Miriam’s Cup Honors Women at Passover

Filled with water, it honors women's contributionsAdding Miriam’s Cup to the Seder table is a relatively new tradition designed to honor the role of Miriam, Moses’ older sister (and, symbolically, the contributions of other Jewish women to our culture).

Miriam not only watched over Moses in the bulrushes, she told the Egyptian princess who found him that Yocheved, Moses’ mother, should be his nursemaid.

And years later, when the Israelites wandered in the desert, Miriam led the women in dance.  In her honor, God created a well of spring water that sustained the Israelites.

That’s why, although we fill Elijah’s Cup with wine, we fill Miriam’s Cup with water.

Our Miriam’s Cup is really a handmade pottery goblet that we bought at a local Greek festival.  We love how its wavy motif reminds us of water, with flowers rising from the source of life.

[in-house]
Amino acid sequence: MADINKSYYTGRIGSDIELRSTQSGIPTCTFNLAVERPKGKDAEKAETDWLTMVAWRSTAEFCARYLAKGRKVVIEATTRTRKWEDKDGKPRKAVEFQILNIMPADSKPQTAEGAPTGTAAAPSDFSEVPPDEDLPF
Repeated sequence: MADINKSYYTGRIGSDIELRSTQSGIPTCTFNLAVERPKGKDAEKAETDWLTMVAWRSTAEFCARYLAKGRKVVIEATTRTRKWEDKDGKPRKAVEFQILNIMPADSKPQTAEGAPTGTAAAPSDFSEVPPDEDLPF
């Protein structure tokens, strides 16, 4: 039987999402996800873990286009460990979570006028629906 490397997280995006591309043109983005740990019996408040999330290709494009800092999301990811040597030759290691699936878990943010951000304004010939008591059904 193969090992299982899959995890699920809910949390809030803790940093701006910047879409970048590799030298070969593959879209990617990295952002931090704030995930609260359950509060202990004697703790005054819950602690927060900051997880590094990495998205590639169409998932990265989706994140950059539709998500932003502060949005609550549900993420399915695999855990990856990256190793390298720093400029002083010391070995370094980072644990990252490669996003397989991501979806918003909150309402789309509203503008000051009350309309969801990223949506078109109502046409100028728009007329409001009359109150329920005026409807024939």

Comments

  1. says

    Please take a look at this. And, if you enjoy this as much as the families that are planning to use it this year, please let your readers know it is available. A video of one of the scripts is available on my facebook page: Carol Bluestein

    NEW! Free Download v3.0 of The Story of Passover: “You Want Me To Do What?” Walk in the sandals of our ancestors through this exuberant Interactive contemporary scripts designed to delight Jewish and Interfaith Families — from the youngest reader to the oldest.

    “You Want Me To Do What” is the most innovative addition to the Passover literature I’ve seen. This is not just another pretty Haggadah….these interactive mini-dramas will make ANY Seder using any Haggadah come alive for all ages.”
    Cantor Charles Bergman, Los Angeles, CA

    Thank you and Enjoy.
    Carol

    • Ellen says

      Thanks for letting us know about this. I’ll take a look — and I’m sure others will, also. I, too, love making the Seder come to life. Depending on the year’s gathering of friends and family, we’ve used scallions as whips; read a fun play; parted the Red Sea; created lyrics to a bluegrass tune as a welcome song; and more!

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